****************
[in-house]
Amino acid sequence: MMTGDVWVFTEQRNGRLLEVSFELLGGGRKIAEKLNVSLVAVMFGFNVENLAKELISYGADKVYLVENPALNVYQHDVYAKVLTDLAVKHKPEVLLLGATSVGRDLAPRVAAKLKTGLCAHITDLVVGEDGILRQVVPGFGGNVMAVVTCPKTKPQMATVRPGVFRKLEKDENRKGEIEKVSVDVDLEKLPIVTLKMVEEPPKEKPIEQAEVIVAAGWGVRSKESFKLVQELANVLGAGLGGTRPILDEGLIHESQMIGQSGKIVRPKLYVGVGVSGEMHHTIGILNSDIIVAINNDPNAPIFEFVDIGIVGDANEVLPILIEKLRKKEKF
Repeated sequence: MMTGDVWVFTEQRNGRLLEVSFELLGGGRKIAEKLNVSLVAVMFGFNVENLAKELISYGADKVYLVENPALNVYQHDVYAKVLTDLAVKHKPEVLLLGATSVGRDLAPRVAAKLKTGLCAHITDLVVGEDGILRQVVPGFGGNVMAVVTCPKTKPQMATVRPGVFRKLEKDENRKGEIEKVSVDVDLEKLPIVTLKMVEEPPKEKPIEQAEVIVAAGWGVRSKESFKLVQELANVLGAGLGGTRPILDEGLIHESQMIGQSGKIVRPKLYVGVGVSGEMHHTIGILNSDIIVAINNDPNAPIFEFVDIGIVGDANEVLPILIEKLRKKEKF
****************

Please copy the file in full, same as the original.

[in-house]
Amino acid sequence: MMTGDVWVFTEQRNGRLLEVSFELLGGGRKIAEKLNVSLVAVMFGFNVENLAKELISYGADKVYLVENPALNVYQHDVYAKVLTDLAVKHKPEVLLLGATSVGRDLAPRVAAKLKTGLCAHITDLVVGEDGILRQVVPGFGGNVMAVVTCPKTKPQMATVRPGVFRKLEKDENRKGEIEKVSVDVDLEKLPIVTLKMVEEPPKEKPIEQAEVIVAAGWGVRSKESFKLVQELANVLGAGLGGTRPILDEGLIHESQMIGQSGKIVRPKLYVGVGVSGEMHHTIGILNSDIIVAINNDPNAPIFEFVDIGIVGDANEVLPILIEKLRKKEKF
Repeated sequence: MMTGDVWVFTEQRNGRLLEVSFELLGGGRKIAEKLNVSLVAVMFGFNVENLAKELISYGADKVYLVENPALNVYQHDVYAKVLTDLAVKHKPEVLLLGATSVGRDLAPRVAAKLKTGLCAHITDLVVGEDGILRQVVPGFGGNVMAVVTCPKTKPQMATVRPGVFRKLEKDENRKGEIEKVSVDVDLEKLPIVTLKMVEEPPKEKPIEQAEVIVAAGWGVRSKESFKLVQELANVLGAGLGGTRPILDEGLIHESQMIGQSGKIVRPKLYVGVGVSGEMHHTIGILNSDIIVAINNDPNAPIFEFVDIGIVGDANEVLPILIEKLRKKEKF